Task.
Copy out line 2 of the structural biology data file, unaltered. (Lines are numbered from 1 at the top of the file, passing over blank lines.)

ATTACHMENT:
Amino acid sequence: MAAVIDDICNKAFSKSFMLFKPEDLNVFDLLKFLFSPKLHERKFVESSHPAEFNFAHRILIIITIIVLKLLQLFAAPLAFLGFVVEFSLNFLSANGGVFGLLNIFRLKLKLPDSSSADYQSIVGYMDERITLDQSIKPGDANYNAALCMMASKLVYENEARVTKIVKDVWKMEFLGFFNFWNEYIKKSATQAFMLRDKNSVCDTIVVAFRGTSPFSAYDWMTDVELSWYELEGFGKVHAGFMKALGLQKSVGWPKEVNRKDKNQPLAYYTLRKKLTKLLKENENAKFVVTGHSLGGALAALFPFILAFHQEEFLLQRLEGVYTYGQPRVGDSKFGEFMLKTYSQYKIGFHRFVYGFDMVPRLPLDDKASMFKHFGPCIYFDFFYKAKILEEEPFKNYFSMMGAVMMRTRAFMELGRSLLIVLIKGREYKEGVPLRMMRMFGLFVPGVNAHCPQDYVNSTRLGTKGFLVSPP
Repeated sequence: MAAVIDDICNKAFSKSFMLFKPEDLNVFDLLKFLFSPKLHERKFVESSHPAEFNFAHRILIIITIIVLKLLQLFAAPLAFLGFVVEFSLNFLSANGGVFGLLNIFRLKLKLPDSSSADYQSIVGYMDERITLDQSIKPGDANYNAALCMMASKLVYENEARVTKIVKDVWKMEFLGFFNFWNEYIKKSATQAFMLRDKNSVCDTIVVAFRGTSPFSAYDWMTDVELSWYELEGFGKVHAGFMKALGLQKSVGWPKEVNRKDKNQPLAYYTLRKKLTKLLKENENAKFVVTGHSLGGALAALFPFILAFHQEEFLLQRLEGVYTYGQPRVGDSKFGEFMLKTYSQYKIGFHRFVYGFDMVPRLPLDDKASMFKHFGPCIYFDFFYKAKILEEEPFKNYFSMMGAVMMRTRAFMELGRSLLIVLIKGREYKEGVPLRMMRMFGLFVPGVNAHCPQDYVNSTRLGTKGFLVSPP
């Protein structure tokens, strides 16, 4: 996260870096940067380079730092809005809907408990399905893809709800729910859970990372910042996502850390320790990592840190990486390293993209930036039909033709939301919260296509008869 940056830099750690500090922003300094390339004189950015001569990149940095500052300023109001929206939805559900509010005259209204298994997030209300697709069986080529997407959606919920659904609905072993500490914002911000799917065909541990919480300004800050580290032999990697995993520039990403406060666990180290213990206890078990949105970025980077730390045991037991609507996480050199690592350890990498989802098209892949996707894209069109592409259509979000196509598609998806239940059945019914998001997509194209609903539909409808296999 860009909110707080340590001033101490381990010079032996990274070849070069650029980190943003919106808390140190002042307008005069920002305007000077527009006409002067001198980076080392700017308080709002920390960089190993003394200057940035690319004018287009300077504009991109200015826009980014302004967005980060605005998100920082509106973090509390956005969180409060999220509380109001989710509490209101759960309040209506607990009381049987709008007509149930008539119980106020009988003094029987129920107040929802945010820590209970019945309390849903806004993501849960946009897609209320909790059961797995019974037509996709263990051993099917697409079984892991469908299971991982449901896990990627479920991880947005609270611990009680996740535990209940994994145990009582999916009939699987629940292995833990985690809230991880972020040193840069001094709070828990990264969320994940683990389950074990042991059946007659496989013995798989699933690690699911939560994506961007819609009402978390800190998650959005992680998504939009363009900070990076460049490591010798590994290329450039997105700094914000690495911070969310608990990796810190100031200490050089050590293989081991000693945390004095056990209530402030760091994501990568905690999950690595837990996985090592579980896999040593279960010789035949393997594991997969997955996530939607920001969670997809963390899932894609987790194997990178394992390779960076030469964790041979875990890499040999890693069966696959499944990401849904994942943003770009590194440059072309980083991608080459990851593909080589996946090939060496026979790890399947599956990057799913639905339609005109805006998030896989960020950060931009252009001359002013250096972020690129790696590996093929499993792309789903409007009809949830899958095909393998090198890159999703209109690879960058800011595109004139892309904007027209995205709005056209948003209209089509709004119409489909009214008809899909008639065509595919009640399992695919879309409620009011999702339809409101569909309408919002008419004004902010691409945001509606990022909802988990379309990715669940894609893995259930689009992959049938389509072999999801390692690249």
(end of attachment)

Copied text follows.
Repeated sequence: MAAVIDDICNKAFSKSFMLFKPEDLNVFDLLKFLFSPKLHERKFVESSHPAEFNFAHRILIIITIIVLKLLQLFAAPLAFLGFVVEFSLNFLSANGGVFGLLNIFRLKLKLPDSSSADYQSIVGYMDERITLDQSIKPGDANYNAALCMMASKLVYENEARVTKIVKDVWKMEFLGFFNFWNEYIKKSATQAFMLRDKNSVCDTIVVAFRGTSPFSAYDWMTDVELSWYELEGFGKVHAGFMKALGLQKSVGWPKEVNRKDKNQPLAYYTLRKKLTKLLKENENAKFVVTGHSLGGALAALFPFILAFHQEEFLLQRLEGVYTYGQPRVGDSKFGEFMLKTYSQYKIGFHRFVYGFDMVPRLPLDDKASMFKHFGPCIYFDFFYKAKILEEEPFKNYFSMMGAVMMRTRAFMELGRSLLIVLIKGREYKEGVPLRMMRMFGLFVPGVNAHCPQDYVNSTRLGTKGFLVSPP